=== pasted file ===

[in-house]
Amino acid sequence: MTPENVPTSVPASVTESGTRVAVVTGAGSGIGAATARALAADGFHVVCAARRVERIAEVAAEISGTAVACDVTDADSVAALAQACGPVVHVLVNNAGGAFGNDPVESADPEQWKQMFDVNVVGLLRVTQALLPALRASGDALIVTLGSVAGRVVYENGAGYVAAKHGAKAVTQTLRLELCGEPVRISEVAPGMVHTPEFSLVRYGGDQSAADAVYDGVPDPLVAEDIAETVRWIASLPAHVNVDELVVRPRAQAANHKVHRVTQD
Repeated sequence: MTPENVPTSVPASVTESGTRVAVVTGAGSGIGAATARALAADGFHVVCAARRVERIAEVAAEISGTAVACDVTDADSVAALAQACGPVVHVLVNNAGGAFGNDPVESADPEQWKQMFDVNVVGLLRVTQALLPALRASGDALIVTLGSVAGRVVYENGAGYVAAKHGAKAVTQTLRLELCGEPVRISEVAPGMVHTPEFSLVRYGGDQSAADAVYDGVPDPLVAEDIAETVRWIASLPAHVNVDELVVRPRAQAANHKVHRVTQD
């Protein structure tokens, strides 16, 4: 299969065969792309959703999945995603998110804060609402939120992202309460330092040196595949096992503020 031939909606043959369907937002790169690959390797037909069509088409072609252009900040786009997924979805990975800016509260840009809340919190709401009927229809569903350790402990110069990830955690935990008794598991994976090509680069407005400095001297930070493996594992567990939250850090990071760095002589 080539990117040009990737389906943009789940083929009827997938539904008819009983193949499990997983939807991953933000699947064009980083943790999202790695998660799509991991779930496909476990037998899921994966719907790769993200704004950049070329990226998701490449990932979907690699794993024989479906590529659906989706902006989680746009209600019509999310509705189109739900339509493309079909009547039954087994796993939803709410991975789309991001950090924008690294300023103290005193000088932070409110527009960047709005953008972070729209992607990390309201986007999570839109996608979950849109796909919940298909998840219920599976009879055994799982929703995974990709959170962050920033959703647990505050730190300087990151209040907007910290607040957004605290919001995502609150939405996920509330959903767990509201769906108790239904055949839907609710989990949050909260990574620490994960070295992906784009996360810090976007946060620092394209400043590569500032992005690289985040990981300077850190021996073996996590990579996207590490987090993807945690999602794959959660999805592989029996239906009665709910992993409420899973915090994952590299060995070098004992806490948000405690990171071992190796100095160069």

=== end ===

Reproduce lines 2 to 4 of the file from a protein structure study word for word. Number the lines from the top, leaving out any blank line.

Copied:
Amino acid sequence: MTPENVPTSVPASVTESGTRVAVVTGAGSGIGAATARALAADGFHVVCAARRVERIAEVAAEISGTAVACDVTDADSVAALAQACGPVVHVLVNNAGGAFGNDPVESADPEQWKQMFDVNVVGLLRVTQALLPALRASGDALIVTLGSVAGRVVYENGAGYVAAKHGAKAVTQTLRLELCGEPVRISEVAPGMVHTPEFSLVRYGGDQSAADAVYDGVPDPLVAEDIAETVRWIASLPAHVNVDELVVRPRAQAANHKVHRVTQD
Repeated sequence: MTPENVPTSVPASVTESGTRVAVVTGAGSGIGAATARALAADGFHVVCAARRVERIAEVAAEISGTAVACDVTDADSVAALAQACGPVVHVLVNNAGGAFGNDPVESADPEQWKQMFDVNVVGLLRVTQALLPALRASGDALIVTLGSVAGRVVYENGAGYVAAKHGAKAVTQTLRLELCGEPVRISEVAPGMVHTPEFSLVRYGGDQSAADAVYDGVPDPLVAEDIAETVRWIASLPAHVNVDELVVRPRAQAANHKVHRVTQD
């Protein structure tokens, strides 16, 4: 299969065969792309959703999945995603998110804060609402939120992202309460330092040196595949096992503020 031939909606043959369907937002790169690959390797037909069509088409072609252009900040786009997924979805990975800016509260840009809340919190709401009927229809569903350790402990110069990830955690935990008794598991994976090509680069407005400095001297930070493996594992567990939250850090990071760095002589 080539990117040009990737389906943009789940083929009827997938539904008819009983193949499990997983939807991953933000699947064009980083943790999202790695998660799509991991779930496909476990037998899921994966719907790769993200704004950049070329990226998701490449990932979907690699794993024989479906590529659906989706902006989680746009209600019509999310509705189109739900339509493309079909009547039954087994796993939803709410991975789309991001950090924008690294300023103290005193000088932070409110527009960047709005953008972070729209992607990390309201986007999570839109996608979950849109796909919940298909998840219920599976009879055994799982929703995974990709959170962050920033959703647990505050730190300087990151209040907007910290607040957004605290919001995502609150939405996920509330959903767990509201769906108790239904055949839907609710989990949050909260990574620490994960070295992906784009996360810090976007946060620092394209400043590569500032992005690289985040990981300077850190021996073996996590990579996207590490987090993807945690999602794959959660999805592989029996239906009665709910992993409420899973915090994952590299060995070098004992806490948000405690990171071992190796100095160069």